Sharon Gayter, the previous record holder, came to wish me luck and run with me for a bit which was incredible - it was lovely to have her there with me. Angela White the oldest lady to complete LEJOG, also came to run with me. I took comfort, as they both knew exactly what I was going through.”
Photo credit: Mark Russell
Carla Molinaro wasn’t the only athlete inspired to take on LEJOG this summer, as fellow GB ultra-runner Dan Lawson, had his sights firmly set on breaking the overall record for this mammoth challenge. Lawson boasts an impressive ultra-running CV, he is an athlete who has broken many records and set numerous FKT’s across the globe. In 2015, he finished in second place at the 152 mile Spartathlon, ran 162 miles to be crowned the European 24-hour champion in 2016 and he once set a world record by running 521 miles on a treadmill in 7 days.
The official Guinness world record for LEJOG was set by Andy Rivett in a time of 9 days, 2 hours and 27 minutes. However, there is significant doubt over the legitimacy of this record, as his attempt lacked supporting evidence and has since been at the centre of controversy and dispute. Instead, Lawson’s aim was to beat 10 days, 2 hours and 25 minutes, a time set by Richard Brown in 1988, a benchmark widely regarded as the real FKT by the majority of the ultra-running community. But in order to achieve this onerous task and cement his name in ultra-running history, he would first need to complete a challenge that had previously defeated him in 2018.
Lawson: ‘The fact that I failed on my first attempt really lit my fire. I knew that when things got tough, I had more than enough mental strength to get myself through. Failure helps in every aspect of life – it’s important.’
Photo credit: Dave MacFarlane
It was clear that this second attempt would be approached in a different manner, with lessons learned from his previous JOGLE attempt. This time he would be chasing Richard Brown’s 10 day record, not the questionable 9 day record of Andy Rivett, which proved to be a key reason for his failure back in 2018. Most importantly, he approached this second attempt with more confidence and renewed vigour, a revised mantra of relentless forward momentum and above all else, an insatiable desire to succeed.
The punishing route, of course, proved to be just as difficult as expected, as he battled through sleep deprivation, intense physical pain and sheer mental exhaustion. Yet, after 9 days, 21 hours and 14 minutes, Dan Lawson made ultra-running history, becoming the first man to complete the route in under 10 days and producing one of Britain’s greatest ever ultra-running performances.
Photo credit: Dave MacFarlane
Like Molinaro, he was quick to thank his support team for the huge role that they had to play in his success. A closely-knit group of people, which included his coach, Robbie Britton, his wife, Charlotte Jalley and in true ultra-running fashion, the previous record holder, Richard Brown. For the crew, this challenge is just as demanding as the person attempting the record themselves and requires an enormous amount of time, energy and dedication from every individual involved.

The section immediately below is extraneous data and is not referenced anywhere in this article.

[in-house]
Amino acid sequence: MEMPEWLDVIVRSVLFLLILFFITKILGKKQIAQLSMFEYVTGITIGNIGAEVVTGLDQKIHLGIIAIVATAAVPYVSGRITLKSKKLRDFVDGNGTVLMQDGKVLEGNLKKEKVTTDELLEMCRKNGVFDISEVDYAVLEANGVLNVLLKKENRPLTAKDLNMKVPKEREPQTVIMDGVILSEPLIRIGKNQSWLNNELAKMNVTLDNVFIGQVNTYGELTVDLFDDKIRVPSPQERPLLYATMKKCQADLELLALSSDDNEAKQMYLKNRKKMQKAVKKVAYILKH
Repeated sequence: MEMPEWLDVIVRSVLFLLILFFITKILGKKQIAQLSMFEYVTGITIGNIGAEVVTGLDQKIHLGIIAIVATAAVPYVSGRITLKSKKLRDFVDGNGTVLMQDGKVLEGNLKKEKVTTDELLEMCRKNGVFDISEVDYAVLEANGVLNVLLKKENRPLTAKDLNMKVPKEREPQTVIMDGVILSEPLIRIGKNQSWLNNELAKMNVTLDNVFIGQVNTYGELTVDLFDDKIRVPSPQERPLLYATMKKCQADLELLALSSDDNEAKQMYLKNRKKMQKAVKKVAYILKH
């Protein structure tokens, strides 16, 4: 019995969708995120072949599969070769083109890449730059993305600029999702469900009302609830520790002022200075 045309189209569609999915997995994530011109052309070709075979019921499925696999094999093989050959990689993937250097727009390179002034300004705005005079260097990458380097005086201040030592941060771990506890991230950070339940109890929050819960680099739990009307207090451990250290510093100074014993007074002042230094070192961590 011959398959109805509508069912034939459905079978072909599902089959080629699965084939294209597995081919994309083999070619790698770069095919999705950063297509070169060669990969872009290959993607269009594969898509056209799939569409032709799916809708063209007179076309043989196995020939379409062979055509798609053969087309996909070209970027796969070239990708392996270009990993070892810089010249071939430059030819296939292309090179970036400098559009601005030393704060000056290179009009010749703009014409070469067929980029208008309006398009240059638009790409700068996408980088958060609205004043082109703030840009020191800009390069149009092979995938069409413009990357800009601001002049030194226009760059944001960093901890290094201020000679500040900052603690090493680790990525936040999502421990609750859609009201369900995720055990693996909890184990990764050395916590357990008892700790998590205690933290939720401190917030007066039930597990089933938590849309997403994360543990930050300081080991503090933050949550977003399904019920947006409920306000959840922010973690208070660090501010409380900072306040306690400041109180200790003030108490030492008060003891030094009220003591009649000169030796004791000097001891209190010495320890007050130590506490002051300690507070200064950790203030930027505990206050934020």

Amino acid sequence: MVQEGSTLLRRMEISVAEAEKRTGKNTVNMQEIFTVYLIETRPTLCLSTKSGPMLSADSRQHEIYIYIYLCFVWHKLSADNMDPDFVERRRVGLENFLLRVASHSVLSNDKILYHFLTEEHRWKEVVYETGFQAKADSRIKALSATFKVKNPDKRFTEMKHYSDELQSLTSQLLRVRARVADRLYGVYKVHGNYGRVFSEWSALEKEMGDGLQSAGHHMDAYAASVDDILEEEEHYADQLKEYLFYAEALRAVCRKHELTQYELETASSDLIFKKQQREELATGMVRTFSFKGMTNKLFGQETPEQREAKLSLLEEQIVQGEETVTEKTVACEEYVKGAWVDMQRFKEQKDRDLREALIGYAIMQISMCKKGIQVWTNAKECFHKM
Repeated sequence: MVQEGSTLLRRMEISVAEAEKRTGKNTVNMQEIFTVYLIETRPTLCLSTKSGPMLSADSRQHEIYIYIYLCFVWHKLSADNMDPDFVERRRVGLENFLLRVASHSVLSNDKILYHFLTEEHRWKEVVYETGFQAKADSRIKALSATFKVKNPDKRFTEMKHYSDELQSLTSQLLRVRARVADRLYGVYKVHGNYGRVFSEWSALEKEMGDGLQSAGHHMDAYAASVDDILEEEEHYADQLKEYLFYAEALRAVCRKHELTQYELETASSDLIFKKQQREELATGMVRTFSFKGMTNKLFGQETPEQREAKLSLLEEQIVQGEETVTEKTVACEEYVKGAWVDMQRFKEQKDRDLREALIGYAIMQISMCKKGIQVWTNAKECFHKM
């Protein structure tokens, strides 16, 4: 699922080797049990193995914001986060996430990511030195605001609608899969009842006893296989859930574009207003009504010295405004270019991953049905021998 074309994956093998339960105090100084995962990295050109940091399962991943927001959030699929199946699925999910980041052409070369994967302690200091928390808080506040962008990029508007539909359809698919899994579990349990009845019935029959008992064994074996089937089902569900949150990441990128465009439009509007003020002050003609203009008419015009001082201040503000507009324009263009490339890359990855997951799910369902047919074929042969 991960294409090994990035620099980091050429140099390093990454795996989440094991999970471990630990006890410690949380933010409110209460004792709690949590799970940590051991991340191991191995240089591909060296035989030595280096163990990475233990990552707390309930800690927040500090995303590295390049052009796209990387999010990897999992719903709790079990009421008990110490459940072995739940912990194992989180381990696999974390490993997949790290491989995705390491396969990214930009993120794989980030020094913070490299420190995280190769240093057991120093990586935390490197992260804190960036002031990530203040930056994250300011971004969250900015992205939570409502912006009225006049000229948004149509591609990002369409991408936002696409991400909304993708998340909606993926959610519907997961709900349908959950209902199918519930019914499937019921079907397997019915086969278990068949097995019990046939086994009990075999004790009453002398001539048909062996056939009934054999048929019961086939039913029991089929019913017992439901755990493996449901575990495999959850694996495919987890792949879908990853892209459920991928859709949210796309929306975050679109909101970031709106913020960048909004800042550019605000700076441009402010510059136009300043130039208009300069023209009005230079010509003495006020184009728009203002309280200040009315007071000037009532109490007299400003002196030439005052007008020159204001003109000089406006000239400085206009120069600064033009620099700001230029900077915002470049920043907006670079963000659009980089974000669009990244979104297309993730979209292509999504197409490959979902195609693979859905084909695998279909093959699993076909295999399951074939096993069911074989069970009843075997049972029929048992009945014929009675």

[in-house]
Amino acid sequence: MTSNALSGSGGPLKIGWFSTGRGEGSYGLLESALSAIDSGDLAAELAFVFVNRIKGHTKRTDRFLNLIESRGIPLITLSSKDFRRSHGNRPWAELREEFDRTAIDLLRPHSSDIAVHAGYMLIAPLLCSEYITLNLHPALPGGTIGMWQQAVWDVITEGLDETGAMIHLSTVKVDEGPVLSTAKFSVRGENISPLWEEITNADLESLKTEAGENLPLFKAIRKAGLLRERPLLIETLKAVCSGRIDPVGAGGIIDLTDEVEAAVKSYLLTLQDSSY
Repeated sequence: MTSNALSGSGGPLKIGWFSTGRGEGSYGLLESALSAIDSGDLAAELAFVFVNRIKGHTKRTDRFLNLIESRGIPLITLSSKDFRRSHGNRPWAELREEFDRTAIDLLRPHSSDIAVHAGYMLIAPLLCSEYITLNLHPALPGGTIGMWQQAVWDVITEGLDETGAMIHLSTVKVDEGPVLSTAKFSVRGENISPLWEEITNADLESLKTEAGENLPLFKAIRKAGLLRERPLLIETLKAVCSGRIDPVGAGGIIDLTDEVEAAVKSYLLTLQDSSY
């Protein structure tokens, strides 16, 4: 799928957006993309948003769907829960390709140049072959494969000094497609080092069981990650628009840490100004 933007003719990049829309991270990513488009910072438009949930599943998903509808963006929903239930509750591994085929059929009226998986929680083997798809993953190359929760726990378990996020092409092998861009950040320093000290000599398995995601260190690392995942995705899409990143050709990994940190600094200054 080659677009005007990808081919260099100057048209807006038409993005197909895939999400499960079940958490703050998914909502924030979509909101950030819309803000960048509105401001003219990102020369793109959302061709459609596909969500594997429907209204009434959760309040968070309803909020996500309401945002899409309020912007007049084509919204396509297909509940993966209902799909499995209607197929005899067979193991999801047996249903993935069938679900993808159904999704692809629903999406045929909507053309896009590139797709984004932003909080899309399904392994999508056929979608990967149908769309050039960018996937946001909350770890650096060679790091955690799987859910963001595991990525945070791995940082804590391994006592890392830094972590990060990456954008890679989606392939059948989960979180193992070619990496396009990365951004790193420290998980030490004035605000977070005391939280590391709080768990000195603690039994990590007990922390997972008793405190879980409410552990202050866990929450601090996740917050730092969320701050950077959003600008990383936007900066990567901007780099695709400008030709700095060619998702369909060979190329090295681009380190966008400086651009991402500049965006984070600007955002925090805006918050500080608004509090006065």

Lawson: ‘When you’re training, ultra-running can often be a lonely sport, but when you attempt a challenge like this, it’s a massive team effort. And if you haven’t got the right team around you, it’s very difficult to achieve your goals. I was really lucky in this respect - my crew were amazing.
I even had Richard (Brown), the previous record holder, with me for 7 of the days – he’s into his 70’s now. It’s a bit weird, because ultimately, I’m there trying to break his record, but he’s there helping, supporting AND trying to finance the attempt as well. It really helped having him there when things got tough, especially in the least 36 hours, as he was able to recall his own experience at that stage of the challenge.
The support throughout was just wonderful. But that’s why we’re ultra-runners. Yes, it’s competitive, but we’re part of a beautiful, supportive community that helps people to realise their dreams. I really hope that I can be there in the same way for other runners as they attempt the LEJOG record in the future.
Dan Lawson also ran LEJOG to challenge the issue of consumerism within sport. He ran the entire length of Britain wearing second hand kit, all provided by his community interest company ReRun, whose aim and purpose is to prolong the life of running clothes and encourage more people to reduce waste by buying responsibly and recycling clothing and equipment. An important reminder to us all that if we each play our part, no matter how small the contribution, then collectively we can make a big difference.
You can find more information about LEJOG by visiting the Land’s End - John O’Groats Association website.
The Go Far website also has an extensive list of all popular and well-established ultra-distant routes in the UK, where you can find detailed information about individual routes, to help plan for long-distance challenges.